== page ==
Cromwell Man Pleads Guilty to Selling $5 Million in Fake Diplomas

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    A Cromwell man has pleaded guilty to federal charges for selling $5 million worth of fake diplomas around the world.

    James Enowitch, 48, put together an elaborate scheme that allowed thousands of people across the globe to get false college degrees without actually going to school, according to the U.S. Attorney’s Office.

    The so-called “diploma mill” began operating as early as 2003.

    Officials said Enowitch and an accomplice created seven different “school” Web sites where buyers could purchase fake degrees. All it took was a few keystrokes and a few hundred dollars – degree packages sold for between $475 and $550.

    Enowitch profited more than $700,000 from the scheme by selling fake degrees in the name of Redding University, Suffield University Glendale University, Greenwood University and Bryson University, according to the U.S. Attorney's Office. 

    However, they had no faculty, offered no academic curricula or services, required no course or class work, and were not recognized by the United States Department of Education.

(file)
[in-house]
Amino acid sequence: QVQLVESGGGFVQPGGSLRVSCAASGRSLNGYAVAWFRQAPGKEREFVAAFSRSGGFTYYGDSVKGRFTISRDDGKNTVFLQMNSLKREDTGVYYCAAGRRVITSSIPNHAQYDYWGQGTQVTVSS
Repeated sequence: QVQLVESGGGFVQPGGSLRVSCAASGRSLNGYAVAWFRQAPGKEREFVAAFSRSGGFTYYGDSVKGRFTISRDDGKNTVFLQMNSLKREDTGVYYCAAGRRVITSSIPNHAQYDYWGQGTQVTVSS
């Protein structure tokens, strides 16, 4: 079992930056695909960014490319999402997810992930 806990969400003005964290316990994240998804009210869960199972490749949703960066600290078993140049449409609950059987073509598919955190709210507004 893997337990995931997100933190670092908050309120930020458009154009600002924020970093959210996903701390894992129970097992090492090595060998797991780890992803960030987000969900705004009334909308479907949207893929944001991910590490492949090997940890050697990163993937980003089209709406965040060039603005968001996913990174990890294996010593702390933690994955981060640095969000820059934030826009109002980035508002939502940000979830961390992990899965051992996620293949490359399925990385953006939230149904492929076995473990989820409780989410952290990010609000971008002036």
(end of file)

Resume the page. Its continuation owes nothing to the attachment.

Some of the sites had local URLs, including suffielduniversity.com and suffielduniversity.org.

    Enowitch declined to comment when NBC Connecticut stopped by his home in April.

    “I have no comment,” Enowitch said. “This is a misunderstanding and I don’t know what to say.”

    He’s also accused of making up a fake organization called the National Distance Learning Accreditation Council to put the stamp of approval on the diplomas so they looked legitimate.

    According to the U.S. Attorney’s Office, Enowitch falsified transcripts with detailed course work and created a fake verification service in case employers probed the buyer’s background.

    He could be sentenced to a maximum of 20 years in prison, three years of supervised release, a $250,000 fine, a $100 special assessment, and an order of forfeiture.